Media and journalism are tools to mobilize civil society support
One of the key challenges in reaching the objectives of the ACDEG refers to the uneven level of knowledge, acceptance and implementation of the Charter in the African countries.
Journalist training and design of media strategies are two of the main means to remedy this challenge as the media in many societies remain the major source of information and has the potential to works as a platform of democratic participation and dialogue for citizens. Through its agenda setting and framing capabilities, the media is able to raise key issues in society.
From low media awareness to high-quality reports
Reportage on the ACDEG has been very low or non-existing in the media landscape in Africa. Mapping reports on the coverage of the AU in selected countries show that there is limited knowledge and awareness among journalists on the organs, mechanisms, protocols on the AU. Hence there is little reportage on the ACDEG and its relevance to democracy and good governance on the African continent.
The Civil Society Organisations collaborating in the project “Mobilising Civil Society Support for Implementation of the African Governance Architecture” include:
West African Civil Society Organisations’ Forum (WACSOF), Media Foundation for West Africa (MFWA), East African Civil Society Organisations’ Forum (EACSOF), SADC Council of Non-Governmental Organisations (SADC-CNGO) and Mass Public Opinion Institute (MPOI).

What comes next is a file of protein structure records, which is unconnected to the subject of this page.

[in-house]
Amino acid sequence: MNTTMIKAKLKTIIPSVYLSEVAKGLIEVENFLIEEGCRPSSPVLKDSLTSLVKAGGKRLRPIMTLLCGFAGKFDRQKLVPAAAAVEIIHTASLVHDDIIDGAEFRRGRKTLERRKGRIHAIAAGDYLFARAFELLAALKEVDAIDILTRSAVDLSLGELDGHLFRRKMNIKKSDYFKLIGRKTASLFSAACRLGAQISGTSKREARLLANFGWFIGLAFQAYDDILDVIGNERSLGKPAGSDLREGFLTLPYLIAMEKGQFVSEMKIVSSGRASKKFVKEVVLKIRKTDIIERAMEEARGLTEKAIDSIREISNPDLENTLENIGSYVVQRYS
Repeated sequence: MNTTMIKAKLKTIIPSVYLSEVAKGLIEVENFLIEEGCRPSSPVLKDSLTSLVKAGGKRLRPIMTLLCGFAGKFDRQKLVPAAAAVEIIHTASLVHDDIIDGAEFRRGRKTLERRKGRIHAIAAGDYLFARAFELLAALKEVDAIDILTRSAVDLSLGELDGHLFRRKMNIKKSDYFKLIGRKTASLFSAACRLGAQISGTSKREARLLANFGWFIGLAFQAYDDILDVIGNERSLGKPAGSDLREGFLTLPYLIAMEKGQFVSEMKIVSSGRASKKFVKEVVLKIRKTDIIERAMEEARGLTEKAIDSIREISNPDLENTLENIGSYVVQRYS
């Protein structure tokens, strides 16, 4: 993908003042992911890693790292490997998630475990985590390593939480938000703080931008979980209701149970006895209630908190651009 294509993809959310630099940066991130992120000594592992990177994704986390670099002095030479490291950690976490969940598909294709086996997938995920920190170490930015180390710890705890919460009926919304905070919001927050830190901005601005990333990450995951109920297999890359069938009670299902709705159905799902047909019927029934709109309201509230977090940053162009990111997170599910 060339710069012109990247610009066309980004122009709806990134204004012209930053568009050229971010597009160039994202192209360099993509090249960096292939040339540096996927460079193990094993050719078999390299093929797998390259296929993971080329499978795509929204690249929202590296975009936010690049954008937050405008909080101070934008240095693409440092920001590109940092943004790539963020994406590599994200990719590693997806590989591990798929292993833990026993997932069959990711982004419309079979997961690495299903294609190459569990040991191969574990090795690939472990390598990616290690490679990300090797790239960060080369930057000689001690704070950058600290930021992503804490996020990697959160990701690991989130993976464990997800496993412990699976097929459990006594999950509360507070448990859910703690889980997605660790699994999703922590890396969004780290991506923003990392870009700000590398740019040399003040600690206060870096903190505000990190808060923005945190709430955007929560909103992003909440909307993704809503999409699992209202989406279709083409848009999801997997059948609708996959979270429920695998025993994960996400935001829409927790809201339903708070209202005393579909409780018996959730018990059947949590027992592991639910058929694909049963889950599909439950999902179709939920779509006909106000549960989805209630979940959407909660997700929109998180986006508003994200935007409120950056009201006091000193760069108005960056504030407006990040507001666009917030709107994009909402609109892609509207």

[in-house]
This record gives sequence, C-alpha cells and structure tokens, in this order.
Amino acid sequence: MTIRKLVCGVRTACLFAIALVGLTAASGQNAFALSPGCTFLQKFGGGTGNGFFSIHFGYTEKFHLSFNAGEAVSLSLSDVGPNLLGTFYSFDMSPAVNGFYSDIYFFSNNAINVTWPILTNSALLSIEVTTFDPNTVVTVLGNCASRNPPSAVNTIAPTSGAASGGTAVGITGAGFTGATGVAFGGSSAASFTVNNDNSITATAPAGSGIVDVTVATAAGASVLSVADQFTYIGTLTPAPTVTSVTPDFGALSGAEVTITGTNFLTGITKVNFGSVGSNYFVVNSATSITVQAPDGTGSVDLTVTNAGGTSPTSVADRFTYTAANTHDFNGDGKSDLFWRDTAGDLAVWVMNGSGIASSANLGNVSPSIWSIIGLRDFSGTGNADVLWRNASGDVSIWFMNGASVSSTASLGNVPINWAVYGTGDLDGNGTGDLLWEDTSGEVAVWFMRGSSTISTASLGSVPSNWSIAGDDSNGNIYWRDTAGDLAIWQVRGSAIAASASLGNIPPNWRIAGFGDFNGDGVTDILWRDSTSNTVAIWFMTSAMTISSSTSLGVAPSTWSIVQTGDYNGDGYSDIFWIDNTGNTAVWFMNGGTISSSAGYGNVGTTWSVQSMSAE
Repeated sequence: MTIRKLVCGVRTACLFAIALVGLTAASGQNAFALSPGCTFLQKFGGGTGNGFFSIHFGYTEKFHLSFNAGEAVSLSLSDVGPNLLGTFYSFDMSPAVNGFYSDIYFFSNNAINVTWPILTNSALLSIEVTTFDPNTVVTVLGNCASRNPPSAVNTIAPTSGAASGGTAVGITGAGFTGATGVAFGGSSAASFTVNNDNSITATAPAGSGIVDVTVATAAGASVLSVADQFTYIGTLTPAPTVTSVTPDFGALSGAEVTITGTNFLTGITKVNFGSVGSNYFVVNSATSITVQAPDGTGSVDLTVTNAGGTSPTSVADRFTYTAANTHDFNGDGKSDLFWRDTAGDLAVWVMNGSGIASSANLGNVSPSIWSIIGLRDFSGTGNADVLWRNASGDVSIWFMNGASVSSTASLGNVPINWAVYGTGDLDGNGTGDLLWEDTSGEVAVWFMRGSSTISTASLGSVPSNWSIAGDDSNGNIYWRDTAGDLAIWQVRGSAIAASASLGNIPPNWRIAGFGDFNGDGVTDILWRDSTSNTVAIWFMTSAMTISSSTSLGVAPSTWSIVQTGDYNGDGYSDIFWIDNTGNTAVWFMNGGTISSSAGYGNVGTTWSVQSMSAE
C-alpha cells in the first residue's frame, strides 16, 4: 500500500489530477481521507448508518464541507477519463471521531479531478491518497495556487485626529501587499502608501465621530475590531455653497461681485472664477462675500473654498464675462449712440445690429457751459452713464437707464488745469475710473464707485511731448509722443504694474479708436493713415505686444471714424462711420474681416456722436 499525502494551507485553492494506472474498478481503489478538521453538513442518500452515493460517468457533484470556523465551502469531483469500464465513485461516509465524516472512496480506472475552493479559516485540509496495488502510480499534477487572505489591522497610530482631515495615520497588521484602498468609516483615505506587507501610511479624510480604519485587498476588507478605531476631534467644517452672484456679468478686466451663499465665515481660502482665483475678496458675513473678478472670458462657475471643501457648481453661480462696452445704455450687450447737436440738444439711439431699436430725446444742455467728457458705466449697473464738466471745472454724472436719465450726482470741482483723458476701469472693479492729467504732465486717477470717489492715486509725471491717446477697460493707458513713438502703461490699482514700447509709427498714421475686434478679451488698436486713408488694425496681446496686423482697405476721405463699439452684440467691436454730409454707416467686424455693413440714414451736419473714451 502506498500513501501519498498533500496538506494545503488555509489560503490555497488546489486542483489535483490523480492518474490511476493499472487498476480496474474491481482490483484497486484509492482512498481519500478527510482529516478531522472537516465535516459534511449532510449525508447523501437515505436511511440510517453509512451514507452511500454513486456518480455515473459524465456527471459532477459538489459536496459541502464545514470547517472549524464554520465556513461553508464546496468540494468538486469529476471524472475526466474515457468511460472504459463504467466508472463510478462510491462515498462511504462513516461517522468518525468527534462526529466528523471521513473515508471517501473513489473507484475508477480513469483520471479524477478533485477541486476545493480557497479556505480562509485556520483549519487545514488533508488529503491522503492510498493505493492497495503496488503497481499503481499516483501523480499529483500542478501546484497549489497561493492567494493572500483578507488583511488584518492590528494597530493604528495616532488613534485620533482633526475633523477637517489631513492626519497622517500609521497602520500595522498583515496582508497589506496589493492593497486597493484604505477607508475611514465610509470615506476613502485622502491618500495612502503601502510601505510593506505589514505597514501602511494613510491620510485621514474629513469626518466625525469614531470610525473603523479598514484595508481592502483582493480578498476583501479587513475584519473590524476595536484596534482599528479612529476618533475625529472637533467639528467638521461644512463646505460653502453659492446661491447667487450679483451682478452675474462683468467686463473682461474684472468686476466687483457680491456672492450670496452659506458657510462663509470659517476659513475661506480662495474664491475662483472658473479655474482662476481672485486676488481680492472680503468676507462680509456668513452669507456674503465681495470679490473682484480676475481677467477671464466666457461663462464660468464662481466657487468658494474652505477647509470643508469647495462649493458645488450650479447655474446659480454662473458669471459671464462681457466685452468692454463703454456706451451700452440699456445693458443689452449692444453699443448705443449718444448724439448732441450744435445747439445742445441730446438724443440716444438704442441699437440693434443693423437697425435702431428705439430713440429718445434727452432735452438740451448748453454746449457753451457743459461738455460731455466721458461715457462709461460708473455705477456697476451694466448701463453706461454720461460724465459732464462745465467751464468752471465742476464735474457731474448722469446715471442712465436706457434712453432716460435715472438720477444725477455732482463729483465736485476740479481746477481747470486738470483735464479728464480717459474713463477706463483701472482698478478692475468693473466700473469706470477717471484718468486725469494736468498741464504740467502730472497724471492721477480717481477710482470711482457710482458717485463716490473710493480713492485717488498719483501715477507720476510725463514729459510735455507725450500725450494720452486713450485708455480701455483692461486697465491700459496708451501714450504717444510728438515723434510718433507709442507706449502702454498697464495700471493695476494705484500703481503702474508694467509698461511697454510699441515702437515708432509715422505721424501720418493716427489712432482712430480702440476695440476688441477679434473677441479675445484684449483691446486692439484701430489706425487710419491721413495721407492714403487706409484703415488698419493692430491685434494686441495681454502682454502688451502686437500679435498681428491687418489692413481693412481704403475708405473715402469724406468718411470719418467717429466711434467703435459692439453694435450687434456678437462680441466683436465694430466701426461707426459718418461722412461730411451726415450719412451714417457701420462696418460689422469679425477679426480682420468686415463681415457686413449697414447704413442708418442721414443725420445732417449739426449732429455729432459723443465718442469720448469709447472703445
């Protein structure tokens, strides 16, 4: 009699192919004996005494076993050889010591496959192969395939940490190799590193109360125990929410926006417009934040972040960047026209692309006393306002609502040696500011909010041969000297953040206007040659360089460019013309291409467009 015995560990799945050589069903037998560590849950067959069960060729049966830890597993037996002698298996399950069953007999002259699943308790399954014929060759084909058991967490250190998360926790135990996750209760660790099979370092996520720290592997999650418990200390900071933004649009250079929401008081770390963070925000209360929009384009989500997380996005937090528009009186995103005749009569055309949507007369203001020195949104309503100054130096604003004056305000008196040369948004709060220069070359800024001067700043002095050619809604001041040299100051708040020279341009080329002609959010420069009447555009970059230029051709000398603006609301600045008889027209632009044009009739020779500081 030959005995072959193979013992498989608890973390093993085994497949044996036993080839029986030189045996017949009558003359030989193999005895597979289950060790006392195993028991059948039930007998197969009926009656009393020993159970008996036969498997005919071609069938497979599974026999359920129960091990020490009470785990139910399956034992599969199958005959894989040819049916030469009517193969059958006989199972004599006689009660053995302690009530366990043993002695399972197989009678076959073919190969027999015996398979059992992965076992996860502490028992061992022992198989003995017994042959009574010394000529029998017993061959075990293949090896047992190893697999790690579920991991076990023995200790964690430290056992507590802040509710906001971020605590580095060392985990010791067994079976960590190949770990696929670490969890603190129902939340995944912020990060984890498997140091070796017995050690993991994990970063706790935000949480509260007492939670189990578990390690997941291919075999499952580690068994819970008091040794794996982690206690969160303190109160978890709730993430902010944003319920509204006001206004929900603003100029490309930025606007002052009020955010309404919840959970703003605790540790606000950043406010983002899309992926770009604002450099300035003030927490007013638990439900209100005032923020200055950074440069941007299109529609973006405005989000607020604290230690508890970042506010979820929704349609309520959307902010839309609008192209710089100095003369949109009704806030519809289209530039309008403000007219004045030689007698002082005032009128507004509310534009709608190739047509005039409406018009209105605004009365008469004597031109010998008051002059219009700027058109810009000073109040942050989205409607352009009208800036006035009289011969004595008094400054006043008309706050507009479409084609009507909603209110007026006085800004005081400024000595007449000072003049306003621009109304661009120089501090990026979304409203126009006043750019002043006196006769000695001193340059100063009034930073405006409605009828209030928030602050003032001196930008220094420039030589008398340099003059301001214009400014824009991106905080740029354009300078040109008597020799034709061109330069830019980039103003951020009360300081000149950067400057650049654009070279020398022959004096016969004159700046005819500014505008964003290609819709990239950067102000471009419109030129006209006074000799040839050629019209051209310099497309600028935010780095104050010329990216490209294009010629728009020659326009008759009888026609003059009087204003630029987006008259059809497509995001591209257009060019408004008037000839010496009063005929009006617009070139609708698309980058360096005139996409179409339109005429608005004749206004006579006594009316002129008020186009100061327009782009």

With extensive journalist training, the project aims at mobilizing broad public support for the implementation of the ACDEG, empowering citizens to understand their rights enshrined in the Charter and inspiring citizens and civil society to take further action. Thus, the low awareness and limited commitment to the implementation of the Charter on the continent can be improved by sustained media campaigns, coverage and production of high-quality reports on the Charter.
Journalist training in Addis Ababa
The Africa We Want Project is doing journalist training activities at three levels: National, regional and continental. The project aims at training 450 journalist on national and regional level and 30 journalists at continental level – and via this, to see the frequency of media reporting on ACDEG increased in the 8 focus countries: Ghana, Mozambique, Nigeria, Sierra Leone, Tanzania, Uganda, Zambia and Zimbabwe.
In July 2019, a step was taken in this direction when the project held a journalist training in Addis Ababa. The aim of the training was to raise awareness among journalists on the organs, protocols and mechanisms of the Africa Union, especially the ACDEG. A total of 15 journalists from radio, TV and newspapers across Africa attended the training.
The aim of this journalist training was also to foster close links between The Africa We Want Project and the journalists trained. The Africa We Want Project will continuously provide journalists with new information - especially from press releases and Citizen Reports reporting on the level of implementation of ACDEG in the 8 focus countries – for the journalists to be able to continue to provide coverage of ACEDG-related issues.
The action plans developed from the journalist training included:
- Participants focusing on critical and contextual issues in their home countries and connecting them to ACDEG in raising awareness on the implementation and domestication of the Charter.
- Dedicating a page or slot on their media programming to issues on AU, AGA and the ACDEG.
- Initiating an advocacy aimed at getting the AU to streamline and improve its media engagement including producing a working media engagement framework.
- Creating a continental media/journalist network that would focus on highlighting issues on the AU, AGA and the ACDEG.
Watch Njenje Chizu’s video reportage from the training: